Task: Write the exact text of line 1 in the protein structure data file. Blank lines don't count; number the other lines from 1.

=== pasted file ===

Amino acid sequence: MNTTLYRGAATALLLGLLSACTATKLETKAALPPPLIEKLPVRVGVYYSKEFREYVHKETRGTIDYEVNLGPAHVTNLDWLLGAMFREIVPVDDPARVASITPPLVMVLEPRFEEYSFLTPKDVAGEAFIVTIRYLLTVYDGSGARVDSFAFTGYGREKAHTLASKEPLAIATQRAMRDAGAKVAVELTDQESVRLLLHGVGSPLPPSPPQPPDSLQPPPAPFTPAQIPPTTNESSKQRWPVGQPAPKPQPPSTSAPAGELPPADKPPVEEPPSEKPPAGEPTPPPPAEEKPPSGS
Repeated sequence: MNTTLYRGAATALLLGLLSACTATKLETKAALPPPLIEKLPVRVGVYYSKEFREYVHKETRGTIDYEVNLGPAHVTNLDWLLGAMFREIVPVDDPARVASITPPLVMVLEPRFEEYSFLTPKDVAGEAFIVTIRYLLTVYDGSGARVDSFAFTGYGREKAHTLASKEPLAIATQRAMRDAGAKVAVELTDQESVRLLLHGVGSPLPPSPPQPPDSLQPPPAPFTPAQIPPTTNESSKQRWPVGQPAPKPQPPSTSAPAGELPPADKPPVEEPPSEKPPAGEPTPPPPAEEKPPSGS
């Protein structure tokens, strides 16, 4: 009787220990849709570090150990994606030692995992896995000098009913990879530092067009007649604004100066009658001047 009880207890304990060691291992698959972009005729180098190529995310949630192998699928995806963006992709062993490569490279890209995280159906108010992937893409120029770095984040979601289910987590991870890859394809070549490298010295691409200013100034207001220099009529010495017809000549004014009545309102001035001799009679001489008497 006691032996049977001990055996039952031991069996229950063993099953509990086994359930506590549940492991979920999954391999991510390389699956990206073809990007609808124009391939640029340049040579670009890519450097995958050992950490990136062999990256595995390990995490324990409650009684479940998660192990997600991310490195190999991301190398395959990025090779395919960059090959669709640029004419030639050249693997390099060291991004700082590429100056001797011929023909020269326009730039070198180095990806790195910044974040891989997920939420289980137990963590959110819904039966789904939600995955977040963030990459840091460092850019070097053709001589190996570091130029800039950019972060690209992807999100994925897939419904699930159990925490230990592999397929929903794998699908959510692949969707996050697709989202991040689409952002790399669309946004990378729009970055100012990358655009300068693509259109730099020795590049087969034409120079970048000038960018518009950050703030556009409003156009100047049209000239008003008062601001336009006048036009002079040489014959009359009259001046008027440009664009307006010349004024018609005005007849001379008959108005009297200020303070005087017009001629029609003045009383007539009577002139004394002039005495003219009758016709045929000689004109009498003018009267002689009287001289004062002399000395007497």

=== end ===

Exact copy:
Amino acid sequence: MNTTLYRGAATALLLGLLSACTATKLETKAALPPPLIEKLPVRVGVYYSKEFREYVHKETRGTIDYEVNLGPAHVTNLDWLLGAMFREIVPVDDPARVASITPPLVMVLEPRFEEYSFLTPKDVAGEAFIVTIRYLLTVYDGSGARVDSFAFTGYGREKAHTLASKEPLAIATQRAMRDAGAKVAVELTDQESVRLLLHGVGSPLPPSPPQPPDSLQPPPAPFTPAQIPPTTNESSKQRWPVGQPAPKPQPPSTSAPAGELPPADKPPVEEPPSEKPPAGEPTPPPPAEEKPPSGS